Scripture Deep Dive: The Gospel of St. Mark
The Gospel of Mark is one of the four priceless accounts of the life of Jesus Christ. While all four gospels share many things in common, they also differ in approach, style, and details of the events covered. The best way to learn about to the Gospel of Mark is to read it!
Most articles on the gospels begin with background information, notes on the author, and other details. For this article, I want to do the reverse. First, an overview of the gospel itself—the most important part—and the other information later.
Beginning of Jesus’ Ministry
This gospel is the shortest of the four and moves at the quickest pace. One of the characteristics of Mark’s gospel is his attention to the humanity of Jesus; yet the very first verse leaves no ambiguity on the identity of Jesus. “The beginning of the gospel of Jesus Christ, the Son of God” (1:1). The Navarre Bible commentary emphasizes the importance of this verse: it “is a summary of everything he plans to tell us in his book; and also it provides the reader with a key to understand everything he is going to find there” (pg. 62).
Chapters 1-6 concern Jesus’ ministry in Galilee. It begins with a quick introduction of St. John the Baptist and the baptism of Jesus before whisking along to miracles and the call of the disciples. Mark spends almost a full chapter on parables of the kingdom of God, similar to Matthew (see ch. 13); both of which go into more detail than Luke.
As the gospel progresses in this first section, so does the manifestation of Jesus’ power. Our Lord heals Simon Peter’s mother-in-law (1:29-31), a leper (1:40-45), the paralytic lowered through the roof (2:1-12), and the man with a withered hand (3:1-6). Right in the middle of all of this, Jesus says to the Pharisees and scribes, “The sabbath was made for humankind, and not humankind for the sabbath; so the Son of Man is lord even of the sabbath” (2:23-28). As it was God Himself who established the sabbath, this was a hefty claim on Jesus’ part; not to mention a very jarring thing for the Pharisees and scribes to hear.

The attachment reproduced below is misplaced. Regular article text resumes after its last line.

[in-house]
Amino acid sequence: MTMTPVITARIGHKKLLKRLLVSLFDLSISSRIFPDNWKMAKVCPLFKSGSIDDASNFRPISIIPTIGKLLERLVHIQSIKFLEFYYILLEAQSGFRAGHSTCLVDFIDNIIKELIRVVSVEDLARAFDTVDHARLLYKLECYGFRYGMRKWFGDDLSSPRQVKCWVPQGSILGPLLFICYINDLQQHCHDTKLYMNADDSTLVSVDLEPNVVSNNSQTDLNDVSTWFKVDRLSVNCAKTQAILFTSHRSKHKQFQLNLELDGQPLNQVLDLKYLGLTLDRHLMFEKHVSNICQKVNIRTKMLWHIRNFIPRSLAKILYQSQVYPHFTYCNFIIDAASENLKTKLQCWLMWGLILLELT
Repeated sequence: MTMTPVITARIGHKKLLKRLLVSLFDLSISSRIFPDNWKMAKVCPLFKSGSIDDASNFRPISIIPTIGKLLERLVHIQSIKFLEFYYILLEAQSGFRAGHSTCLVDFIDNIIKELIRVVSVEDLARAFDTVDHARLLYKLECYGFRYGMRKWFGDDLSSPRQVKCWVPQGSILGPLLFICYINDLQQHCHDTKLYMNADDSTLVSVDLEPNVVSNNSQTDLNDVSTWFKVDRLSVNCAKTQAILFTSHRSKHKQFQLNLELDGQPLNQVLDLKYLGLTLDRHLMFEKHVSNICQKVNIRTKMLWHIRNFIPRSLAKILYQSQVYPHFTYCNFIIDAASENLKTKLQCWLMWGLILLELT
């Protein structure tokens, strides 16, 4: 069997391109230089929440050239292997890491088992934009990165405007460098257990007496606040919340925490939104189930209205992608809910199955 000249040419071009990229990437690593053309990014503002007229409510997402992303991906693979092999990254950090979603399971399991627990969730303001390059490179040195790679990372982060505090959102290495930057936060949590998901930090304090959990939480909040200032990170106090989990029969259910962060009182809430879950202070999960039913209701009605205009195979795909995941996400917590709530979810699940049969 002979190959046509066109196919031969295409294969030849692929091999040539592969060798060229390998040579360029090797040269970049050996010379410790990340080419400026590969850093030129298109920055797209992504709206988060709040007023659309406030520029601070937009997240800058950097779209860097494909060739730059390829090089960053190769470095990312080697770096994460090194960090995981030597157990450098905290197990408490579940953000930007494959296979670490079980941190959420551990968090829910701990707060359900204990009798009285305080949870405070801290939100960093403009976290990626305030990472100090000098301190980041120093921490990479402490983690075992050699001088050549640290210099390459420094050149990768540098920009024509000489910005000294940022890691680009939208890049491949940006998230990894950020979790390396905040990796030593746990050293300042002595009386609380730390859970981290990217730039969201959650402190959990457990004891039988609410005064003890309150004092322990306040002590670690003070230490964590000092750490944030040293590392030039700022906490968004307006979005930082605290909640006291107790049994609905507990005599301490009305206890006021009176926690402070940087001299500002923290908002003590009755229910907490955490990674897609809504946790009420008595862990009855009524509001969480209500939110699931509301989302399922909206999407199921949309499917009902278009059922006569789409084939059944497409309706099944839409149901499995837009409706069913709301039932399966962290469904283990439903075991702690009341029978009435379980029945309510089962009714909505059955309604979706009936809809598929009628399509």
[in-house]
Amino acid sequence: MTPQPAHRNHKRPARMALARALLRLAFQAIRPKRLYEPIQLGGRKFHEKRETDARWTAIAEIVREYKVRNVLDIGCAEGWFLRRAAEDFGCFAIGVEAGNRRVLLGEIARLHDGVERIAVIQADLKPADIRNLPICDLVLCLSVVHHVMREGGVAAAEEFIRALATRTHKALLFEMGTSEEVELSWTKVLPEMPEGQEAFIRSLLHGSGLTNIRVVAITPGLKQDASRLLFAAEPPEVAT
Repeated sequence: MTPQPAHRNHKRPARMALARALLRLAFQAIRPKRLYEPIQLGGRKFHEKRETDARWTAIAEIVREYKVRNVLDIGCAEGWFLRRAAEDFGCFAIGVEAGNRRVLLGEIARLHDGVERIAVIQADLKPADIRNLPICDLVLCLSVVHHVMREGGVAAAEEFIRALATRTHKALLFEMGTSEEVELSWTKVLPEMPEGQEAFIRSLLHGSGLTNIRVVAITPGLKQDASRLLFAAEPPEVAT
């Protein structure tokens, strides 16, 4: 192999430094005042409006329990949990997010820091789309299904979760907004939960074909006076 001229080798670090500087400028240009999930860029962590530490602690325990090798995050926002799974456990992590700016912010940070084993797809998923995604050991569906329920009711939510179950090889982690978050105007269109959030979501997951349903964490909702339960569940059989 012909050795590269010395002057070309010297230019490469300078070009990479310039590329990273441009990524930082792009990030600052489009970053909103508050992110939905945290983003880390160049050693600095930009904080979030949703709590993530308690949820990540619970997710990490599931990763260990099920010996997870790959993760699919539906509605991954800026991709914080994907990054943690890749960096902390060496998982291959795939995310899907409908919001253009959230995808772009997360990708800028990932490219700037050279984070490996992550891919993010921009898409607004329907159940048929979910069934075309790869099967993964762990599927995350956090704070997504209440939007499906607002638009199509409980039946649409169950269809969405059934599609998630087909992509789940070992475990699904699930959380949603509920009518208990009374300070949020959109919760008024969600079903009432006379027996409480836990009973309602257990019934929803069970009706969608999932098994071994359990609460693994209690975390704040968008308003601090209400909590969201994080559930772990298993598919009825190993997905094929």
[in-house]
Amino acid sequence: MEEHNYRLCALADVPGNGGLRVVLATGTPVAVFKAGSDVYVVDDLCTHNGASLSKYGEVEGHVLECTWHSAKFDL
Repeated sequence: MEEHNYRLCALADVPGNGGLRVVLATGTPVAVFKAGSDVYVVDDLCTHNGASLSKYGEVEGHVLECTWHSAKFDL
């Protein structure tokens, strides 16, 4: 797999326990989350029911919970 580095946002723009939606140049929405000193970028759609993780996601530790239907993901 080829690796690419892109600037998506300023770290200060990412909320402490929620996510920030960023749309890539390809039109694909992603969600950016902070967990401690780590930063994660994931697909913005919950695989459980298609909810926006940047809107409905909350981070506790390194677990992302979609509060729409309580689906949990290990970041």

As the gospel progresses, Jesus backs up His identity with continued miracles. At the end of chapter 4, Jesus rebuked the storm at sea (4:31-41). “Rebuked is the same word used to describe his casting out of unclean spirits (1:25; 3:12);” perhaps the sudden storm had diabolic origins. This stunned the apostles; the translation reads “they were filled with great awe” but the literal Greek says “they feared a great fear” (Healy, The Gospel of Mark, pg. 96). I think their question, “who then is this, that even the wind and the sea obey him?” (4:41) should be accompanied with an image of the apostles’ mouths hanging wide open.